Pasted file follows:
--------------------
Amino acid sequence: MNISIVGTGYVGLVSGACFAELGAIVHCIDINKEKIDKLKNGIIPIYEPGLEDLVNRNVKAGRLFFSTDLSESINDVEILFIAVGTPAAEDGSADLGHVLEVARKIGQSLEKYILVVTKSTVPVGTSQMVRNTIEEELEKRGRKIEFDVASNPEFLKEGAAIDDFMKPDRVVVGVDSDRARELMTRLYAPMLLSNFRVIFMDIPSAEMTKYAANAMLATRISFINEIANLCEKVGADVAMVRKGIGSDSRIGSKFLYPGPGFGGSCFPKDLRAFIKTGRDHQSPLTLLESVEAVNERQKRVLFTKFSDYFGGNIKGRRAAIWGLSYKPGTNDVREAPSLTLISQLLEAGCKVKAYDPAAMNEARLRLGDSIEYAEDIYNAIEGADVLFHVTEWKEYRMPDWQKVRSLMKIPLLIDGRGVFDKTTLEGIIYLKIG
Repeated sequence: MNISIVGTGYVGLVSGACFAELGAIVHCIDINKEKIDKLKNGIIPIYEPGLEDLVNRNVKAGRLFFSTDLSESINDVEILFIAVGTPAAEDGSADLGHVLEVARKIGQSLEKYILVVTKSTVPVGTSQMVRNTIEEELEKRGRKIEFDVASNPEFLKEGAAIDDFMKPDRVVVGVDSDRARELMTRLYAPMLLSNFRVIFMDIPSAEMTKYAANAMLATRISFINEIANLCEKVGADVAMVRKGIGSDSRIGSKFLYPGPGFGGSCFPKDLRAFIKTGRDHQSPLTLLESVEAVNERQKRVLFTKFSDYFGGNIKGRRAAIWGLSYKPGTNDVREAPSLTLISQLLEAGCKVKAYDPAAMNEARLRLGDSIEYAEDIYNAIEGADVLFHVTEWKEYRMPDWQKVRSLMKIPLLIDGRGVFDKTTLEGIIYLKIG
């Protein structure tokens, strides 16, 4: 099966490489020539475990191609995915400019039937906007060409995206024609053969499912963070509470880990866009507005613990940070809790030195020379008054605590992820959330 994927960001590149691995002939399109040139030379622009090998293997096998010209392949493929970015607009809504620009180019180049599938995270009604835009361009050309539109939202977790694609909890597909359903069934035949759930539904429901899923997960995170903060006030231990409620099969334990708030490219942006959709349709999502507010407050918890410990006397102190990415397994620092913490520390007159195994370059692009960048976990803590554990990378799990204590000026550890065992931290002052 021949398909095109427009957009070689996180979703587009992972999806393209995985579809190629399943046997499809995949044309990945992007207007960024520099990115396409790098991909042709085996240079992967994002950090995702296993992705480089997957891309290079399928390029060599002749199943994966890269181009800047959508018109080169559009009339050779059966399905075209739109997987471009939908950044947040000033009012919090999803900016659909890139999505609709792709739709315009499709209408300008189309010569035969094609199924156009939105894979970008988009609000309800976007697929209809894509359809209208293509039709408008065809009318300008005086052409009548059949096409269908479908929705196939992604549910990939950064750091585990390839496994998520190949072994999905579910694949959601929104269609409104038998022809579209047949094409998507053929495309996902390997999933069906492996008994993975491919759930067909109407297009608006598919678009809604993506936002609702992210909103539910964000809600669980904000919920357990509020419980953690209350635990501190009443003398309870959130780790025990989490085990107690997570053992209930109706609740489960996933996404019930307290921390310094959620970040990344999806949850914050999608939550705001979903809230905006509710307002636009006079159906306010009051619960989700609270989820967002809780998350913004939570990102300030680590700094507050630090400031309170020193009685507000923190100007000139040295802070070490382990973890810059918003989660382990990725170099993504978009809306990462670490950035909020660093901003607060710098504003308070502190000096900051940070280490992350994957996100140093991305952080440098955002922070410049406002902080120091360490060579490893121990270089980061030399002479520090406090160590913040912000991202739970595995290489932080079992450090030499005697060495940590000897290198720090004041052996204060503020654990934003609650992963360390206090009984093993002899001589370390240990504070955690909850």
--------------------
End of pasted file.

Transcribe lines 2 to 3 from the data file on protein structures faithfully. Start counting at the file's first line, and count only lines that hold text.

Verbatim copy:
Repeated sequence: MNISIVGTGYVGLVSGACFAELGAIVHCIDINKEKIDKLKNGIIPIYEPGLEDLVNRNVKAGRLFFSTDLSESINDVEILFIAVGTPAAEDGSADLGHVLEVARKIGQSLEKYILVVTKSTVPVGTSQMVRNTIEEELEKRGRKIEFDVASNPEFLKEGAAIDDFMKPDRVVVGVDSDRARELMTRLYAPMLLSNFRVIFMDIPSAEMTKYAANAMLATRISFINEIANLCEKVGADVAMVRKGIGSDSRIGSKFLYPGPGFGGSCFPKDLRAFIKTGRDHQSPLTLLESVEAVNERQKRVLFTKFSDYFGGNIKGRRAAIWGLSYKPGTNDVREAPSLTLISQLLEAGCKVKAYDPAAMNEARLRLGDSIEYAEDIYNAIEGADVLFHVTEWKEYRMPDWQKVRSLMKIPLLIDGRGVFDKTTLEGIIYLKIG
């Protein structure tokens, strides 16, 4: 099966490489020539475990191609995915400019039937906007060409995206024609053969499912963070509470880990866009507005613990940070809790030195020379008054605590992820959330 994927960001590149691995002939399109040139030379622009090998293997096998010209392949493929970015607009809504620009180019180049599938995270009604835009361009050309539109939202977790694609909890597909359903069934035949759930539904429901899923997960995170903060006030231990409620099969334990708030490219942006959709349709999502507010407050918890410990006397102190990415397994620092913490520390007159195994370059692009960048976990803590554990990378799990204590000026550890065992931290002052 021949398909095109427009957009070689996180979703587009992972999806393209995985579809190629399943046997499809995949044309990945992007207007960024520099990115396409790098991909042709085996240079992967994002950090995702296993992705480089997957891309290079399928390029060599002749199943994966890269181009800047959508018109080169559009009339050779059966399905075209739109997987471009939908950044947040000033009012919090999803900016659909890139999505609709792709739709315009499709209408300008189309010569035969094609199924156009939105894979970008988009609000309800976007697929209809894509359809209208293509039709408008065809009318300008005086052409009548059949096409269908479908929705196939992604549910990939950064750091585990390839496994998520190949072994999905579910694949959601929104269609409104038998022809579209047949094409998507053929495309996902390997999933069906492996008994993975491919759930067909109407297009608006598919678009809604993506936002609702992210909103539910964000809600669980904000919920357990509020419980953690209350635990501190009443003398309870959130780790025990989490085990107690997570053992209930109706609740489960996933996404019930307290921390310094959620970040990344999806949850914050999608939550705001979903809230905006509710307002636009006079159906306010009051619960989700609270989820967002809780998350913004939570990102300030680590700094507050630090400031309170020193009685507000923190100007000139040295802070070490382990973890810059918003989660382990990725170099993504978009809306990462670490950035909020660093901003607060710098504003308070502190000096900051940070280490992350994957996100140093991305952080440098955002922070410049406002902080120091360490060579490893121990270089980061030399002479520090406090160590913040912000991202739970595995290489932080079992450090030499005697060495940590000897290198720090004041052996204060503020654990934003609650992963360390206090009984093993002899001589370390240990504070955690909850």